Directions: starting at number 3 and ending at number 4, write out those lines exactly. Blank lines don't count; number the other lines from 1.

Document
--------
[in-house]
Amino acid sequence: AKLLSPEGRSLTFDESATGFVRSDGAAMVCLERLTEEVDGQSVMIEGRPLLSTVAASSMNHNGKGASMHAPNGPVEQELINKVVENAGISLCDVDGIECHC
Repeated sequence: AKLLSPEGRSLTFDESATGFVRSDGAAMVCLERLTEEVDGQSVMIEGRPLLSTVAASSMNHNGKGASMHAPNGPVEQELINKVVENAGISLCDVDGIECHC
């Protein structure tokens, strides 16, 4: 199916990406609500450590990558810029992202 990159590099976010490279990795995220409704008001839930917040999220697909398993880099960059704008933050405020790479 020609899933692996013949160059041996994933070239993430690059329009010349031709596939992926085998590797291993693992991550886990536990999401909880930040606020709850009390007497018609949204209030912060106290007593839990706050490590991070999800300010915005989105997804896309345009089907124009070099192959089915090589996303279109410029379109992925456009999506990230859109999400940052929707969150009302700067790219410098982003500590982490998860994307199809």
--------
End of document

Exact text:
Repeated sequence: AKLLSPEGRSLTFDESATGFVRSDGAAMVCLERLTEEVDGQSVMIEGRPLLSTVAASSMNHNGKGASMHAPNGPVEQELINKVVENAGISLCDVDGIECHC
């Protein structure tokens, strides 16, 4: 199916990406609500450590990558810029992202 990159590099976010490279990795995220409704008001839930917040999220697909398993880099960059704008933050405020790479 020609899933692996013949160059041996994933070239993430690059329009010349031709596939992926085998590797291993693992991550886990536990999401909880930040606020709850009390007497018609949204209030912060106290007593839990706050490590991070999800300010915005989105997804896309345009089907124009070099192959089915090589996303279109410029379109992925456009999506990230859109999400940052929707969150009302700067790219410098982003500590982490998860994307199809």